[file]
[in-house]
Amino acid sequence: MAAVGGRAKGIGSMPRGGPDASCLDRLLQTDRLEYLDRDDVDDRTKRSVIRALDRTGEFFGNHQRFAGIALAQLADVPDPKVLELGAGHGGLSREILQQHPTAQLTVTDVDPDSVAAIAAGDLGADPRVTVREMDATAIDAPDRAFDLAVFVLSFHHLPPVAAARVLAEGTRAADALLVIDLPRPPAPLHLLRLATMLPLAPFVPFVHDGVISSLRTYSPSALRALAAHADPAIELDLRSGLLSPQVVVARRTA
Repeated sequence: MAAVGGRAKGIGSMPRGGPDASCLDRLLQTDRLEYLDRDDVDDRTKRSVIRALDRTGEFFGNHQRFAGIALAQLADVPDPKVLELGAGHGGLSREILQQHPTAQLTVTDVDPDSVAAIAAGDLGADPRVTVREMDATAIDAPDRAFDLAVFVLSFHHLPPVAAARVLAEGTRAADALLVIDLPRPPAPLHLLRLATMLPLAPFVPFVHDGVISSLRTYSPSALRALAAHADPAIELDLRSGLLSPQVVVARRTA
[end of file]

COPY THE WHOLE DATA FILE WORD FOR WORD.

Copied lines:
[in-house]
Amino acid sequence: MAAVGGRAKGIGSMPRGGPDASCLDRLLQTDRLEYLDRDDVDDRTKRSVIRALDRTGEFFGNHQRFAGIALAQLADVPDPKVLELGAGHGGLSREILQQHPTAQLTVTDVDPDSVAAIAAGDLGADPRVTVREMDATAIDAPDRAFDLAVFVLSFHHLPPVAAARVLAEGTRAADALLVIDLPRPPAPLHLLRLATMLPLAPFVPFVHDGVISSLRTYSPSALRALAAHADPAIELDLRSGLLSPQVVVARRTA
Repeated sequence: MAAVGGRAKGIGSMPRGGPDASCLDRLLQTDRLEYLDRDDVDDRTKRSVIRALDRTGEFFGNHQRFAGIALAQLADVPDPKVLELGAGHGGLSREILQQHPTAQLTVTDVDPDSVAAIAAGDLGADPRVTVREMDATAIDAPDRAFDLAVFVLSFHHLPPVAAARVLAEGTRAADALLVIDLPRPPAPLHLLRLATMLPLAPFVPFVHDGVISSLRTYSPSALRALAAHADPAIELDLRSGLLSPQVVVARRTA